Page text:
Issue funds Issue funds can help you learn about organizations that work on a particular issue or focus area. Overseen by a fund manager with expertise in a subject, issue funds aggregate donor contributions and distribute them to relevant nonprofit organizations. For more information on issue funds and how to find them, see Additional Resources: Section 5 at the end of this toolkit.
Lists curated for humanitarian, emergency, and disaster relief At the time of a natural disaster or humanitarian crisis, community foundations and charitable arms of financial institutions often provide curated lists of nonprofit organizations addressing humanitarian, emergency, and disaster
relief. These lists guide donors to relief and rebuilding efforts. Each organization has its own methodology for assessing a nonprofit’s effectiveness. In addition to meeting immediate needs through emergency giving, proactive gifts can sustain disaster preparedness efforts in vulnerable communities and long-term recovery in post-crisis communities. For more information on disaster philanthropy, see Additional Resources: Section 5 at the end of this toolkit.
GiveWellGiveWell is a nonprofit organization, primarily focused on global poverty, health, and direct aid. It recommends a short list of cost-effective, underfunded organizations based on rigorous research. Each of its recommendations explain how GiveWell assessed the organization’s effectiveness. givewell.org
NONPROFIT DATABASES GuideStar Charity CheckGuideStar Charity Check, now under the nonprofit entity Candid, provides snapshots of more than 1.5 million IRS-registered nonprofit organizations in the United States, with information about each organization’s mission, programs, outputs, outcomes, financial standing, and leadership. Although all information is self-reported, each organization is given a transparency rating based on the information it shares: Bronze for providing basic information; Silver for including financial data; Gold for providing data on organizational impact; and Platinum for providing data from the previous tiers as well as the metrics used to evaluate progress toward its mission. In other words, GuideStar Charity Check remains neutral about content, rating organizations only on the availability of self-reported information. GuideStar Charity Check also provides additional filters and affiliation searches to paid premium and professional accounts. guidestar.org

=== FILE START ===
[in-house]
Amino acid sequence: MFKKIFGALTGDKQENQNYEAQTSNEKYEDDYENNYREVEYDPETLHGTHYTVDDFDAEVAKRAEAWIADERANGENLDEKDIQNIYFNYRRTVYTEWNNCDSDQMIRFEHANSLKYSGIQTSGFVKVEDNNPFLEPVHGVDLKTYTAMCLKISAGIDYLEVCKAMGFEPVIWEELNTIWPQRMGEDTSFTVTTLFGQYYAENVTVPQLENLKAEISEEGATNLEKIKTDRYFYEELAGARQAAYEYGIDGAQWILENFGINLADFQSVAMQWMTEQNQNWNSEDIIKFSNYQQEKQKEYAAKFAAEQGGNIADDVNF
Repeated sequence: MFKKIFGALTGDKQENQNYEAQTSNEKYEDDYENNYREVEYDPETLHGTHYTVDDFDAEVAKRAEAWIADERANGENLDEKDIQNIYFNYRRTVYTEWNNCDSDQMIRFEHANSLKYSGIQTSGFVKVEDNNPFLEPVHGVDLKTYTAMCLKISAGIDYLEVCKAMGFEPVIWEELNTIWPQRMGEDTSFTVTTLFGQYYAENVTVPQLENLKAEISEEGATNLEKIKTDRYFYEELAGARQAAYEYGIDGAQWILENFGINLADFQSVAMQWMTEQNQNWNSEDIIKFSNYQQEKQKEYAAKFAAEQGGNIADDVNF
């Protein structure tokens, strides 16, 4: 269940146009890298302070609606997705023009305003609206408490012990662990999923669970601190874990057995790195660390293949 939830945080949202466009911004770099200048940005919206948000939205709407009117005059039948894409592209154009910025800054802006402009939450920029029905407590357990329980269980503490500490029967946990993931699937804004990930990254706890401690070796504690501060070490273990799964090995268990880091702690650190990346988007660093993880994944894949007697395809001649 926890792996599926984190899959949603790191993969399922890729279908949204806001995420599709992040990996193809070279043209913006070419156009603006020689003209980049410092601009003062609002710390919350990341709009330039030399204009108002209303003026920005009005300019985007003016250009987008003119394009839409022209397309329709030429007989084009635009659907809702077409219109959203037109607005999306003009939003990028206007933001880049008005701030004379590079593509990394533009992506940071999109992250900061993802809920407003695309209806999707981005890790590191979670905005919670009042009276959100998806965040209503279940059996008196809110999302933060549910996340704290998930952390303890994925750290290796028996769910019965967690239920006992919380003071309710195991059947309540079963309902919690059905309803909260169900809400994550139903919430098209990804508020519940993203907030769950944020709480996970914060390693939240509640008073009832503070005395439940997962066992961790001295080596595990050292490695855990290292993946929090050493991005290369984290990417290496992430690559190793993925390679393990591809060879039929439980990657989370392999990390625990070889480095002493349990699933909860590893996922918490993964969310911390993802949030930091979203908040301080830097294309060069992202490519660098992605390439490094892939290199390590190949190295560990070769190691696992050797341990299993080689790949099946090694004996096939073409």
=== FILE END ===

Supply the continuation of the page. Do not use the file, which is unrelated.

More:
Charity NavigatorCharity Navigator rates over 9,000 US-based nonprofit organizations that have generated at least $1 million in revenue for two consecutive years. Its rating scale of one to four stars is based on financial health, accountability (willingness to explain actions), and transparency (willingness to provide information publicly). We do not recommend relying on Charity Navigator’s financial health measure, as its algorithm penalizes organizations with high overhead costs, and some organizations— especially those providing direct services—naturally have higher overhead costs due to the nature of their work. charitynavigator.org
Once you have a list of organizations you want to research further, you can begin looking up their financial health and leadership through Candid’s GuideStar Charity Check, or through Charity Navigator.
WHEN TO STOP YOUR SEARCH At some point, you will stop searching for organizations and begin vetting those on your list. What that point is depends on how many plausible candidates you’ve identified, how much time and capacity you have to devote to the process, and your own preferences for comprehensiveness. You may wish to ensure that you don’t miss any organizations in the field, or you may be satisfied after finding a handful of good candidates.
A landscape analysis helps you learn about the best research, strategies, stakeholders, organizations, and funders in your focus area. If you have limited time but want to make sure you have a strong grasp of the issue, stakeholders, other donor activity, and policies affecting your interest area, it is common to engage a consultant to create a custom landscape analysis for you. A landscape analysis can take a few weeks or a few months and generally begins with desk research—internet searches and literature reviews about a field. You (or the consultant) can supplement this by talking to principal stakeholders, including your intended beneficiaries, nonprofits, other funders, scholars, government officials, business leaders, and community members. For example, the landscape analysis and online funding map about ocean conservation below provides a comprehensive study of key stakeholders and priorities:
Landscape analysis examples:
Funding map example: http://fundingtheocean.org/
If you would like to conduct a landscape analysis on your own, please refer to Stanford PACS’ Guide to Effective Philanthropy for a DIY Landscape Analysis Activity in Chapter 7: Finding Effective Organizations which is available in print or on our website.
5.2 Understand how organizations can achieve their intended outcomes